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Andrew Lynch: If Enda keeps going the way he started we can have hope

Ever since the magic word 'Taoiseach' was officially placed in front of his name, the Fine Gael leader has been bouncing around like a child with a shiny new toy.

It won't last forever, of course, and it may not even last the weekend -- but, for now, we should appreciate the feeling of being led by a man who looks like he actually wants the job.

This is a Taoiseach who understands the importance of symbols.

At his first Cabinet meeting in Aras an Uachtarain, he announced that he was taking a pay cut and ordered every minister to do the same.

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Instead of a fleet of Mercs purring along the quays up to the Phoenix Park, the new team quietly made their way there on a minibus.

Kenny's acceptance speech in the Dail was modest, sincere and surprisingly moving.

He then played it safe with his appointment of FG's Cabinet ministers, while Eamon Gilmore's snub to Joan Burton landed himself in hot water with Labour women.

The new Taoiseach has also shown plenty of generosity to the TDs who tried to shaft him last June, giving key roles to his leadership rival Richard Bruton as well as rebels Leo Varadkar and Simon Coveney.

The key to Kenny's personality is simple. Almost uniquely among political leaders, he has very little ego. While you obviously don't get to be Taoiseach without having a high opinion of yourself, he projects himself as an ordinary guy -- and at a time when the public are fed up with the political classes, maybe that's exactly what we need.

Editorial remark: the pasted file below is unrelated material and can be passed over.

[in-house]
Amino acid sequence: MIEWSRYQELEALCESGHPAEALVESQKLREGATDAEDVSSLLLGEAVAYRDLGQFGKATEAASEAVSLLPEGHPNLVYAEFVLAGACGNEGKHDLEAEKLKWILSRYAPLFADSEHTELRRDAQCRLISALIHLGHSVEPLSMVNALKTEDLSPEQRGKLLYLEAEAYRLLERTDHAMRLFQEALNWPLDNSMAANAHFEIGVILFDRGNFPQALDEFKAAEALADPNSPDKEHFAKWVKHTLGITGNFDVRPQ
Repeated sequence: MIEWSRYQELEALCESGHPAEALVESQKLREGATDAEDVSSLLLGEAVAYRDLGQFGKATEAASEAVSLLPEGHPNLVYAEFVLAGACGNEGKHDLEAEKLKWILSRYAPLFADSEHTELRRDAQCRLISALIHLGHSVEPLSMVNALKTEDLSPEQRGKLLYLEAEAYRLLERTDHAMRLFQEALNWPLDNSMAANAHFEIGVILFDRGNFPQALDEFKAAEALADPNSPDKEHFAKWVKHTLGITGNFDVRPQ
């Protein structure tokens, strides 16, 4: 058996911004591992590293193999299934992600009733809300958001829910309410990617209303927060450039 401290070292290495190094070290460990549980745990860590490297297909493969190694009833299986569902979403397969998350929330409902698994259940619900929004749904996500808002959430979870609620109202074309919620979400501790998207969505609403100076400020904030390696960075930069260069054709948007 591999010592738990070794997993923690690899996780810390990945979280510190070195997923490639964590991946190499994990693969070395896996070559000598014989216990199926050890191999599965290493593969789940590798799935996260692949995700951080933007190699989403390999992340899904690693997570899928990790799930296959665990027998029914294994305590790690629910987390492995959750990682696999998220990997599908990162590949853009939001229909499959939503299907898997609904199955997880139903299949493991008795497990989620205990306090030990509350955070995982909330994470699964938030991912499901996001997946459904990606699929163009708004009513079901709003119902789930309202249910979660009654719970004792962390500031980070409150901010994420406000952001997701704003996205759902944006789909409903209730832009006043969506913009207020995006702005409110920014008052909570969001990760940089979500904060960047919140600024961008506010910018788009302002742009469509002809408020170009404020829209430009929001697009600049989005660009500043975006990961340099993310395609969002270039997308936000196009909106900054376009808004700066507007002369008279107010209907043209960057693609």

The contrast with Brian Cowen could hardly be any greater. Before he landed the top job, Biffo was touted as a man of great intellect who would restore dignity to the Taoiseach's office after the bling of the Bertie Ahern years.

Instead, he turned out to be a boorish grouch who took on the job as if he was doing everyone a big favour -- and never apologised for the catastrophic mistakes made on his watch.

With his 60th birthday coming up next month, Kenny is the second oldest man to become Taoiseach (and just three weeks younger than the oldest, Sean Lemass).

While the 50-year-old Cowen slouched around the place, however, Enda's strict diet and love of cycling means that he has a permanent spring in his step. He may not be over- burdened with charisma, but he looks like a man who knows how to take care of himself -- and if he can bring that focus and discipline to his new role, he might end up doing a lot better than his critics expect.

The aura of power surrounding Kenny will soon be increased when he has the traditional St Patrick's Day photo-op with Barack Obama in the White House. He can also look forward to the positive PR that should be generated by the visit of Queen Elizabeth in May. As long as he continues to project an air of energy while keeping his dignity intact, he should see a dramatic increase in his approval ratings when the next opinion polls come out.

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Of course, Kenny will need substance as well as style if he is to be a successful Taoiseach. The new Programme for Government kicks more balls into touch than Ronan O'Gara, which means that some really painful decisions need to be taken between now and next December's Budget. He may like to boast about his friendship with Angela Merkel, but it remains to be seen what his negotiating skills are like when they get down to the hard detail of Ireland's EU/IMF bailout.

At the start of the election campaign, Eamon Gilmore admitted that he didn't believe in God. The big question now is whether the people of Ireland can believe in Enda. If he carries on as well as he's begun, the answer might just be yes.